During my tour of the Ohio Theatre a couple of weeks ago, I learned that the Ohio Theatre, designed and built by architect, Thomas Lamb, was built in the Spanish Baroque style. (Palace Theatre was French, Ohio Theatre was Spanish – very multi-cultural). Our docent went on to explain that that style was heavily influenced by Islamic art because not only were many of the workers in Spain Moorish themselves, but Moors played a large role in designing and building much of the architecture seen all around the Iberian Peninsula, i.e. Spain and Portugal.
A couple of years ago, I traveled to Spain and Morocco. During my trip, I spent a few days in Granada and had the great fortune of visiting the Alhambra which houses the Palacios Nazaries, or Nasrid Palace. While the Ohio Theatre seems like child’s play in comparison to the overall size and amazingly intricate work within the Nasrid Palace, there are definite similarities in the styles. Take a look.
This picture is at the top level within the Ohio Theatre – the lounge area behind the rear balcony. I’d like to draw your attention to the archway on the left. Notice the rounded corners as well as the point at the top? It’s beautiful, don’t you think?
Here it is again. To my left, is the door that takes patrons to their seats up in the balcony. Take a look again at the details within the corners as well as the pointed sections in the top. The very top of this is obscured by one of the lamps, but it’s there.
Now take a look at the general shape of this archway of the Nasrid Palace that leads out to one of the courtyards. Do you see the similarities? It has the same rounded corners as well as the point at the top. Clearly I’m not an architect, so I’m unable to give you actual – and technical – architectural terms, but though our theatre’s archway is a bit flatter at the top (though overall the archway below is definitely much larger), they both contain the same basic elements.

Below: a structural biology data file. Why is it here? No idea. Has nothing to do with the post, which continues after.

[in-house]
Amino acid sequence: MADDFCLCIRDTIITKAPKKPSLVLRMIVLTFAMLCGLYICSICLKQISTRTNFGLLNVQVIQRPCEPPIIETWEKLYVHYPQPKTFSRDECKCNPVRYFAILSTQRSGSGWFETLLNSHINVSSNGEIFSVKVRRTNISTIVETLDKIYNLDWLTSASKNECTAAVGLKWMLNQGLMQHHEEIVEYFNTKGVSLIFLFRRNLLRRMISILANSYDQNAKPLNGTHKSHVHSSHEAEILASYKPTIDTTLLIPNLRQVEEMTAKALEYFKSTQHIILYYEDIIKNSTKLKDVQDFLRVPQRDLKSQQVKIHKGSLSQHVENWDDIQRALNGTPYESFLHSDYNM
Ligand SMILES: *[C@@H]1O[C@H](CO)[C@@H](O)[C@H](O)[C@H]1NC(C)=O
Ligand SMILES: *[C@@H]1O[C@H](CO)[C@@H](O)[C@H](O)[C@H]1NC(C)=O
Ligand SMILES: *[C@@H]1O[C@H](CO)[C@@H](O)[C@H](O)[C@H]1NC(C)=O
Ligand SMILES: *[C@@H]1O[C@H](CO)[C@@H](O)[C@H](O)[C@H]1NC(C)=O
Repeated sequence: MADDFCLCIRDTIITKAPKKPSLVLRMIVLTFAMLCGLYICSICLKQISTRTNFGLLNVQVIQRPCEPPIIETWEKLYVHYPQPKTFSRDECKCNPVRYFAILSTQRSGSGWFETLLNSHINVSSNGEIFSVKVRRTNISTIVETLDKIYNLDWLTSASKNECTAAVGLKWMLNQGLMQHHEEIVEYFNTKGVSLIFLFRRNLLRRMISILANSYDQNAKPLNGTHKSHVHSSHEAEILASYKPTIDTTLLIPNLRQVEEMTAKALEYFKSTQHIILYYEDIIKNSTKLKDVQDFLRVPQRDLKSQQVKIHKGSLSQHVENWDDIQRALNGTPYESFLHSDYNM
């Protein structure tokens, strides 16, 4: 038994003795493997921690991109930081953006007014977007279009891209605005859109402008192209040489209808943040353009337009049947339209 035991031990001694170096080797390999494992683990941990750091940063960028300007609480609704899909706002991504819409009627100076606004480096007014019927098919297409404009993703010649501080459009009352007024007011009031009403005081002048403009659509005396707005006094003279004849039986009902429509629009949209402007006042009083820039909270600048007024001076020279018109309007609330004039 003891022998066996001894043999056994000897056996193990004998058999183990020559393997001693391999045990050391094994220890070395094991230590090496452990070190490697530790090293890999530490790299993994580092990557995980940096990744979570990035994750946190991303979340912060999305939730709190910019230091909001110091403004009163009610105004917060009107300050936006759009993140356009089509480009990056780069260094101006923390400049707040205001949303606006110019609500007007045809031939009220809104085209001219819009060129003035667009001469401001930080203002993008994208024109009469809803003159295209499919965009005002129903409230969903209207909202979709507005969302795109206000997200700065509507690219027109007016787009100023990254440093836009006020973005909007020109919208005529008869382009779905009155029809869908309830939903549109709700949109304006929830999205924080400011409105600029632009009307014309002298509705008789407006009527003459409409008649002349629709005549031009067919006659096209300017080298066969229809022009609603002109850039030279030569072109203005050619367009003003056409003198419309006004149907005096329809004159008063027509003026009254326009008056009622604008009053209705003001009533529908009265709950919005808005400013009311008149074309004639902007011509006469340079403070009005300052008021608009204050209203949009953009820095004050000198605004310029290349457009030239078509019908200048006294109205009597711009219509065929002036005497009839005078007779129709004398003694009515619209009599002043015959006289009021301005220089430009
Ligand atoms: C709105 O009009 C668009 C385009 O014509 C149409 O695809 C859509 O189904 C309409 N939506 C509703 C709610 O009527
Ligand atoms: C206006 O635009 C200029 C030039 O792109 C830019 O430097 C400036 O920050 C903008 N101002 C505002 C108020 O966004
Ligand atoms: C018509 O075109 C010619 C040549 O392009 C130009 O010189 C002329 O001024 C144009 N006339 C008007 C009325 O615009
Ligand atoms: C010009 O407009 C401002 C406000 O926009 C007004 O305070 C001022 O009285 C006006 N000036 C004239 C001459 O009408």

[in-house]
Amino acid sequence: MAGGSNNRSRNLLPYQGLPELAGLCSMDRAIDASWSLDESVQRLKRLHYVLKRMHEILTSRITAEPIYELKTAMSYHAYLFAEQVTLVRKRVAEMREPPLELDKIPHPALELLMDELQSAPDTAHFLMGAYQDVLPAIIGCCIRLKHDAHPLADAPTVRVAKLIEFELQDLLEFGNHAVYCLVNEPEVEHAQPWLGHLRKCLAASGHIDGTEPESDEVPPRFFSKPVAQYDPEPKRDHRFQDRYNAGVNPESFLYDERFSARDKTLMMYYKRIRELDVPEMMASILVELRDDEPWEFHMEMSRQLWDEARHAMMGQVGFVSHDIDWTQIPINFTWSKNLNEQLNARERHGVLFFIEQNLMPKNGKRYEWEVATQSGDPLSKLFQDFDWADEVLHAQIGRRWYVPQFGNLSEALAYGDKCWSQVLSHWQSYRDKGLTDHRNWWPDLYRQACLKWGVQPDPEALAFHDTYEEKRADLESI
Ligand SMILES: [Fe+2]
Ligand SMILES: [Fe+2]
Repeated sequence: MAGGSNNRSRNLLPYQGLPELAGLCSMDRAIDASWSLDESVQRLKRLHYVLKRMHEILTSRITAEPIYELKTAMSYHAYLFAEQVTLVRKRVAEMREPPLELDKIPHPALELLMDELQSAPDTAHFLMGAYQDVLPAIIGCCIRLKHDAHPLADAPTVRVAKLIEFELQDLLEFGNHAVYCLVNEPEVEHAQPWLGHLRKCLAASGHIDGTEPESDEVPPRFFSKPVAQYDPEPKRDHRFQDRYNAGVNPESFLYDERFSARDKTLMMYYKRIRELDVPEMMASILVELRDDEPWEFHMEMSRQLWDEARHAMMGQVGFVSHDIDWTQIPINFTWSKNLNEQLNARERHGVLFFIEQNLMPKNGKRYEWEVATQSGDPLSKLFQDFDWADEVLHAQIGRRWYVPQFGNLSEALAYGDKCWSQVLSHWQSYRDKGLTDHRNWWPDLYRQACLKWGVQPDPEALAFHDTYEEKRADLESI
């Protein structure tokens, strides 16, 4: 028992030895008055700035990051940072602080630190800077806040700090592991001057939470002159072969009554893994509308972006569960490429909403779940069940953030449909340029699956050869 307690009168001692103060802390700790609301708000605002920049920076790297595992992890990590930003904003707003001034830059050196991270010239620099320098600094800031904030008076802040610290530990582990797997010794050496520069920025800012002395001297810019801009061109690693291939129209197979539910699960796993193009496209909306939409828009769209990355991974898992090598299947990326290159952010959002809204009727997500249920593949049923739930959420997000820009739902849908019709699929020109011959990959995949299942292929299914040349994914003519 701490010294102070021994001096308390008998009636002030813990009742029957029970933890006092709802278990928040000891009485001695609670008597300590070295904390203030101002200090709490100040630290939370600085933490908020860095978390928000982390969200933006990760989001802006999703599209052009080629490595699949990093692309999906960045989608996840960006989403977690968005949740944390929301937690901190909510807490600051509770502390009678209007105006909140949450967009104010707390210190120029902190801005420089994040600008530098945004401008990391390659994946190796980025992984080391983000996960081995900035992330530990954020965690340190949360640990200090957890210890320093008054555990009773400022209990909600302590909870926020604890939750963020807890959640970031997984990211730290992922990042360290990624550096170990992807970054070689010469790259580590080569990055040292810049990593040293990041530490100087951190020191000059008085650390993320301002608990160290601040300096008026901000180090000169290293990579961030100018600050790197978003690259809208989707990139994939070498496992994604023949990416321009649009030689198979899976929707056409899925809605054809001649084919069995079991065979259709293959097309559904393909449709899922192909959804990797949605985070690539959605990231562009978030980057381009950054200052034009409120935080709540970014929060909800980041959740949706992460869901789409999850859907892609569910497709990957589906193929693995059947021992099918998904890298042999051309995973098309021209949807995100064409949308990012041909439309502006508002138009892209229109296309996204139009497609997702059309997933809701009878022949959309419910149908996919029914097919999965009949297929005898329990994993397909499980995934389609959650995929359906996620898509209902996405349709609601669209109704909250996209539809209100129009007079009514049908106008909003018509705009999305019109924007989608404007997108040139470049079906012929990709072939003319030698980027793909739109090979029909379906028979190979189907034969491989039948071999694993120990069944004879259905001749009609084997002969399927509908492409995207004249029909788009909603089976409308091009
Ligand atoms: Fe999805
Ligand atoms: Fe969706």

This next picture is of an artistic element located to the right of the door that leads patrons to their seats in the rear balcony. This is another example of a well-defined, Islamic arch. You can see the rounded corner with the curves that lead up to a pointed top. It also contains some additional decorative touches around the arch itself.
Now look at this beautiful wall niche within the Nasrid Palace. This kind of detail can never be matched because nobody makes this kind of building any more. They just don’t, but the same general shape that we see above in the Ohio Theatre is the same as what is seen here. Pretty cool, huh?
I think it’s pretty safe to say that Ohio Theatre architect, Thomas Lamb, definitely knew what he was doing. There are plenty of other similarities as well: the decor inside, the wood work, the ceilings, etc. It’s absolutely beautiful, our Ohio Theatre, so don’t pass up an opportunity to see a concert and check it out for yourself.
Of course, if you ever get the opportunity to see the original – the Nasrid Palace within the Alhambra – you shouldn’t pass that up either!
These are a couple of guitarists in Granada, Spain playing traditional Spanish guitar music. They were very nice and were happy to pose while I took a picture. I probably listened to them for a good half hour or more since they were really good and, for January, it was quite nice out!
Granada is a beautiful city in southern Spain and is home to the Alhambra which houses the last of the moorish palaces, Palacio Nazaries. Someday I’ll have a chance to return there and also visit some other cities in the region. So much history!